Officers Jack and Exley visit Leonard in L.A Confidential (1997), who is working out on a speed bag. They ask for his help in identifying suspects. Leonard agrees when Jack offers to reduce his brother’s sentence. Leonard provides information about Sugar Ray Collins, who drives a maroon '49 coupe and enjoys killing dogs. Jack thanks Leonard and notes the location is nearby:

Leonard: So I'll hear from you, right? About my brother?

Jack: Keep it up, Lenny. Up.

Then Jack and Exley get in the car and leave.

Here Jack did not directly answer Leonard's question. Instead, he responded with the phrase "Keep it up, Lenny. Up."

Why didn't Jack answer Leonard's question?

1 Answer 1


From the script:


You got a brother up in Folsom. I know because I put him there.


Till 19-fucking-70.


How'd you like to make it 1960? I know the judge and Sergeant Exley here is friends with the D.A.

Exley nods, this is true. The Boxer's still listening.

(The last exchange between Jack and Leonard is not in the script)

Jack seems to be lying to Leonard, and Exley, who's position is true, in a way, does not correct him. They have not been through procedure, and are highly unlikely to be able to carry out Jack's claims, but Leonard does not know this, nor does he know the characters of these two policemen.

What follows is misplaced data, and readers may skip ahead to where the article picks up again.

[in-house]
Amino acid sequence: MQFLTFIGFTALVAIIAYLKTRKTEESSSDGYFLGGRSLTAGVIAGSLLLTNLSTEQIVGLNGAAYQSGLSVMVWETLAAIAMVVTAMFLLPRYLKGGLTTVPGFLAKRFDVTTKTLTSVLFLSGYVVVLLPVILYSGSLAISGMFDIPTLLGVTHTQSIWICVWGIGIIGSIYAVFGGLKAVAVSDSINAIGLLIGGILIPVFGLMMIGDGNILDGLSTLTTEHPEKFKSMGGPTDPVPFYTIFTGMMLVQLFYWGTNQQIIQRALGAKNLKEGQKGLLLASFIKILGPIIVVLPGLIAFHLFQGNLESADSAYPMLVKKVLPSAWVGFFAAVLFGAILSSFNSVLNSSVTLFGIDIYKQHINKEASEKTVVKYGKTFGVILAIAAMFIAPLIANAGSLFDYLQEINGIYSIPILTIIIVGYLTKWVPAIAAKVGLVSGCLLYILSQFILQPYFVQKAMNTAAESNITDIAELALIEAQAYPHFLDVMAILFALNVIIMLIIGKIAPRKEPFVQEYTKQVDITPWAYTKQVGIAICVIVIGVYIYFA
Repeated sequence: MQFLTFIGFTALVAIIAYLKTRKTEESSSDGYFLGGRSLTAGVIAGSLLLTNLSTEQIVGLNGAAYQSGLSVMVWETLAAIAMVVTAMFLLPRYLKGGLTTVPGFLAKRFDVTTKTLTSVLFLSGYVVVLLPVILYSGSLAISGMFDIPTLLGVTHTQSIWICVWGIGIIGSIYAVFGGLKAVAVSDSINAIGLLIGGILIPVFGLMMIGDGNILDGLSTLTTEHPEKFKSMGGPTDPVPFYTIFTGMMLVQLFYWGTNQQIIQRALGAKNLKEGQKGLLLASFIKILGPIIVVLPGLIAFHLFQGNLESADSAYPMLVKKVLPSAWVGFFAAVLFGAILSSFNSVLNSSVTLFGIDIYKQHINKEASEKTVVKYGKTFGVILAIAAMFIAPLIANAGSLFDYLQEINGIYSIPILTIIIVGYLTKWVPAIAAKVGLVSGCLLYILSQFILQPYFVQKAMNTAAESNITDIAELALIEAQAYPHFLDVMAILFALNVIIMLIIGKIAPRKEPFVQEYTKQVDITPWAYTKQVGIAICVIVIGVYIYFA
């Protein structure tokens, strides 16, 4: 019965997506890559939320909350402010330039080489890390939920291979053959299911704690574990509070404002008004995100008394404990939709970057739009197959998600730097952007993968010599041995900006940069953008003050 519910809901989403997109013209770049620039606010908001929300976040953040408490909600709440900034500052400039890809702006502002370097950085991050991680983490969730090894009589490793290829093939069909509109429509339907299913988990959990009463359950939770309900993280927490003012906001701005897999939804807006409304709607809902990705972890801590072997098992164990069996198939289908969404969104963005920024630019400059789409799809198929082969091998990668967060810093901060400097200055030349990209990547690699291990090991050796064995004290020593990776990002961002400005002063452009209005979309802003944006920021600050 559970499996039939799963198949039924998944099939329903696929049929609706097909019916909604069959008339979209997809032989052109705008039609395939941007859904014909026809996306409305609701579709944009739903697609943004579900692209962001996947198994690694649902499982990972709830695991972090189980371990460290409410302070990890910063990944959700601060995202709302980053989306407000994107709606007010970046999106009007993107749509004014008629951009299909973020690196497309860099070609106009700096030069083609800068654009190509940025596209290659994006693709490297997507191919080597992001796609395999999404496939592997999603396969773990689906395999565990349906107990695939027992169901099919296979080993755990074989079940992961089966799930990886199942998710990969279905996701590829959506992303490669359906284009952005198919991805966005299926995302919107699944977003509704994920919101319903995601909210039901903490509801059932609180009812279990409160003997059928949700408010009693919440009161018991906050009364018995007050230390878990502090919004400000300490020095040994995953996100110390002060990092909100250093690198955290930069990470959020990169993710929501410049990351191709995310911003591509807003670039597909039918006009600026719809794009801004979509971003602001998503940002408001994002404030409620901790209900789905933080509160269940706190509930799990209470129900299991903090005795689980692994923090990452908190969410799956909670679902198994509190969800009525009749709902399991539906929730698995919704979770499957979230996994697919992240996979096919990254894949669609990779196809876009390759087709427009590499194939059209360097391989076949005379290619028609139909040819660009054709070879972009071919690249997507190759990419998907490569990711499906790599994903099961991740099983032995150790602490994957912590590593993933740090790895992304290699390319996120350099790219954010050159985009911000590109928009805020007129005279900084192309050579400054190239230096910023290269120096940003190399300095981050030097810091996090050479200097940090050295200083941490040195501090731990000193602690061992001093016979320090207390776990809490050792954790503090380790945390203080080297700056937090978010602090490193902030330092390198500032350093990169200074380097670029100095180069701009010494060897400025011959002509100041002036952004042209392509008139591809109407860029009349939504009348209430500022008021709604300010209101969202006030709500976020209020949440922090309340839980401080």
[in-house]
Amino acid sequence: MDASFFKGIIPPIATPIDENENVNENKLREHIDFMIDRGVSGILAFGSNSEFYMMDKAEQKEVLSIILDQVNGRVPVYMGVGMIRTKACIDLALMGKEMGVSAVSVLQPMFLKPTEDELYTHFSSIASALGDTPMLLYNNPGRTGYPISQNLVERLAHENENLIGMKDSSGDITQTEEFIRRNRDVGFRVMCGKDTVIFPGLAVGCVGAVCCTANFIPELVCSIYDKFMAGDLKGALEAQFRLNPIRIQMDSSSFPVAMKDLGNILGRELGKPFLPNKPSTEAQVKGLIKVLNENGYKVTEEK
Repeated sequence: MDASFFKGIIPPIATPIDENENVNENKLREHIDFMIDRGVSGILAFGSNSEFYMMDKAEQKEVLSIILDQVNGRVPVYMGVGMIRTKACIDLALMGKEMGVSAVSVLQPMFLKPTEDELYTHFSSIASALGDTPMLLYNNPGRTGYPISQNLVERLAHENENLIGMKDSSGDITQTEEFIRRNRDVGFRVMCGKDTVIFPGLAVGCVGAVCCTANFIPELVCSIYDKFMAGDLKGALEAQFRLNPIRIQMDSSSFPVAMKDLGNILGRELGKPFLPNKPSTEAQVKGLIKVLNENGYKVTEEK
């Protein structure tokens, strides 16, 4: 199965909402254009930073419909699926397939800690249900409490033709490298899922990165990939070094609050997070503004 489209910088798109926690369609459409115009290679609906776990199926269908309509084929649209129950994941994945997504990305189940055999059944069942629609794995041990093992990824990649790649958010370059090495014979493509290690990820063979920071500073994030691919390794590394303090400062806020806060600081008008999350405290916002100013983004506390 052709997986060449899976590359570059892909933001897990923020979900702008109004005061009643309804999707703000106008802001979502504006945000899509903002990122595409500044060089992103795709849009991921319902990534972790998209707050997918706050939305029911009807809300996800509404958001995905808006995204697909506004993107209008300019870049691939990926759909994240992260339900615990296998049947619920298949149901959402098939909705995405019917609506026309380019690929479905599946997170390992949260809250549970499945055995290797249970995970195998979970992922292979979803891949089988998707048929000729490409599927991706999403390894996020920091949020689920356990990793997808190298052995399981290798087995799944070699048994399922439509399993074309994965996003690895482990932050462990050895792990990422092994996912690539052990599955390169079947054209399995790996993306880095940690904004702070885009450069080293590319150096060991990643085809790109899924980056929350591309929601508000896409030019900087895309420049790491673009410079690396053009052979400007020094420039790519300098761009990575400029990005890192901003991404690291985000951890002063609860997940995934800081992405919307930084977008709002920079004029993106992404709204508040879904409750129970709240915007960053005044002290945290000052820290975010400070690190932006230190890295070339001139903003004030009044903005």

So, Jack changes the subject and makes a hasty exit.

As soon as they realize how close the address is, their demeanour changes, they've forgotten Leonard, and his brother, already, in a flash. Leonard is nothing to them now.

They know that when Leonard realizes they lied to get information, he would come after them with his boxing fists, or at least is just going to be very angry. What's the point of sticking around for that? They have their lead, time to go.

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